When studying the Holocaust, the subject of humor is not typically discussed. Wednesday night, however, Avinoam Patt, the Philip D. Feltman Professor of History at the University of Hartford’s Maurice Greenberg Center of Judaic Studies, proved that humor, as one of the sole weapons of the Jewish people during and after World War II, has a space in scholarship.
“On first glance, discussing humor in relation to the Holocaust may seem off-key and offensive, but as Dr. Patt will point out in his talk this evening, humor is always a coping mechanism—especially for Jews who were unfortunate enough to be victims of Nazi persecution,” Michael Riff, director of the Gross Center for Holocaust and Genocide Studies, said while introducing Patt.
Sponsored by the Gross Center, Patt’s lecture, “Laughter through Tears: Jewish Humor in the Aftermath of the Holocaust,” focused on humor used by Jews during both the war and its aftermath.
“Jews in post-war Germany and Poland had not only not forgotten how to laugh, but they actively sought out opportunities to laugh even through tears … this kind of humor functioned as one means by which people tried to process the recent traumas of the war, to cope with the enormity of the destruction and to endure what seemed like an endless and unnatural state in Germany after the Holocaust,” Patt said.
Focusing on the humor created during the war first, Patt explained how the Jews used satire as a way of inverting anti-Semitic stereotypes the Nazis created, as well as creating a theme of power imparted to the powerless by means of an inversion of hierarchies.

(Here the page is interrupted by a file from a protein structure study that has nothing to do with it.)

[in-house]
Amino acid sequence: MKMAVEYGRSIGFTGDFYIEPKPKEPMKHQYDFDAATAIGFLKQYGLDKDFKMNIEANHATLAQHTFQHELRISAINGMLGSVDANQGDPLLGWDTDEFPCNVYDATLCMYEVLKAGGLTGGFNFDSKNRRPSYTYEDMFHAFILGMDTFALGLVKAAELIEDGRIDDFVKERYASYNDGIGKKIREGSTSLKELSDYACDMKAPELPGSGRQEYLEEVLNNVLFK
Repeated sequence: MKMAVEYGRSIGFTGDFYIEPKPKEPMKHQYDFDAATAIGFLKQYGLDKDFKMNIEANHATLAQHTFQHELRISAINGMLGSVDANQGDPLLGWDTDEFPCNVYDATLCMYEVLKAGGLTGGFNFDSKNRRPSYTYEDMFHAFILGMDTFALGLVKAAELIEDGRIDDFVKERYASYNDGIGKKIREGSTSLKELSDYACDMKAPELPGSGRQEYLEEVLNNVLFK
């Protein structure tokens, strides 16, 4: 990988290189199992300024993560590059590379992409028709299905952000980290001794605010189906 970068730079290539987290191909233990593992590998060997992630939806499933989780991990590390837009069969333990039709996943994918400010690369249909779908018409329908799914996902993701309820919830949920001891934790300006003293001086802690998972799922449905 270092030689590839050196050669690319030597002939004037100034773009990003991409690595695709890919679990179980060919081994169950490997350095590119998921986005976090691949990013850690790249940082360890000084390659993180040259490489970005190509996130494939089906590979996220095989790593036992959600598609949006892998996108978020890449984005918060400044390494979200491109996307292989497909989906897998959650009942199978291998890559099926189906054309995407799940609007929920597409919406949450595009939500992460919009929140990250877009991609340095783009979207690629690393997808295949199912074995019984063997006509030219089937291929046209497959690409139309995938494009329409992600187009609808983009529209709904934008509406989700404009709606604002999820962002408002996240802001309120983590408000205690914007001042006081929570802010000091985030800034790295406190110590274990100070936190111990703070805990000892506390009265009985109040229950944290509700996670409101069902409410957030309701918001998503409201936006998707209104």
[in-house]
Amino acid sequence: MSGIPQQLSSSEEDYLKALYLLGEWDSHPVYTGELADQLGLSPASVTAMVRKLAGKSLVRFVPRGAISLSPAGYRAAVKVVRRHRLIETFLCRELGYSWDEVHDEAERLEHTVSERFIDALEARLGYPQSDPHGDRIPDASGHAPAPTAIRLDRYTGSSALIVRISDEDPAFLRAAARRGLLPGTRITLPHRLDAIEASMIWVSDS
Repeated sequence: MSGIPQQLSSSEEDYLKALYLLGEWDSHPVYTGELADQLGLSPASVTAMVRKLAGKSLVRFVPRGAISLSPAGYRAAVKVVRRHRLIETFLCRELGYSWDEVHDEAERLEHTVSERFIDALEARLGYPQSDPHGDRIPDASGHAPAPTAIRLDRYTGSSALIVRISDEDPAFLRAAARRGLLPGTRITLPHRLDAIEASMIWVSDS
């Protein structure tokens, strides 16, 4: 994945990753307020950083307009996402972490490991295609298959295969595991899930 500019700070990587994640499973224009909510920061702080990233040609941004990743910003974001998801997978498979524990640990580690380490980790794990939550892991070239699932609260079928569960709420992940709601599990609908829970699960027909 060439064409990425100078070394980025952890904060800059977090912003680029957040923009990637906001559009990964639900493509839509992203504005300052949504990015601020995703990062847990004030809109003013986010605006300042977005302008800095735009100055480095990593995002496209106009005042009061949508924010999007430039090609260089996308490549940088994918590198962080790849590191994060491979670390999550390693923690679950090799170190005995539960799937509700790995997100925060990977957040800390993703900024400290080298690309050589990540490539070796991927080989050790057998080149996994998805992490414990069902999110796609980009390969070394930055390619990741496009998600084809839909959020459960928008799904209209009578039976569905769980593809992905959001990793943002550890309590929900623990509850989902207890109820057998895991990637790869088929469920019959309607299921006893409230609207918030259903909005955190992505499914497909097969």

Citing Steve Lipman, author of “Laughter in Hell: The Use of Laughter during the Holocaust,” Patt gave an example of a joke, popular in Berlin during the 1930s. The joke involves a Jewish man and woman sitting in a coffee house in Berlin. As Patt explained it, the woman notices the man is reading “Der Stürmer,” an extremely anti-Semitic newspaper, and questions why he would do such a thing. He replies that when he used to read the Jewish newspapers, all he learned about were pogroms and riots and assimilation, but now that he read “Der Stürmer,” he could see much more. The man explains that by reading it, he could see that Jews controlled all the banks, dominated the arts and were on the verge of taking over the world—and that it made him feel better. This obvious inversion of the stereotypes was a popular type of comedy utilized by the Jews at the time.
“Humor helped survivors maintain a sense of psychological advantage while also serving as an outlet for subversive observation on the state of Jewish life in post-war Germany,” Patt said, encouraging the audience to picture what it would be like be Jewish and live in Germany immediately following the war.
In the segment of his presentation which focused upon post-war humor, Patt described how after the war, survivors of the holocaust were stuck in Europe for a few years, a period of history rarely discussed due to its transitional nature. Many survivors, he explained, went on to live in displaced persons camps (DP camps) and it is in these camps that culture and humor emerged.
“In this in-between period what they ended up creating was this very fascinating, vibrant culture which sort of rebuilt their lives during the aftermath of the war while they were waiting to go somewhere else,” Patt said.
This culture included well documented satire in the form of newspapers, songs, illustrations and theatrical productions. He explained how the satire adopted during this time even went on to effect certain aspects Jewish holidays such as Purim and Passover, empathizing the impact humor had on the Jewish culture in general.
“I think it was important because in general, using humor as a coping mechanism is something that’s used by a lot of groups even today—like refugee groups…so when dealing with trauma a lot of survivors will try to use whatever they can to normalize their lives again and humor is one of the ways to do that,” Marianne Retif, senior, said.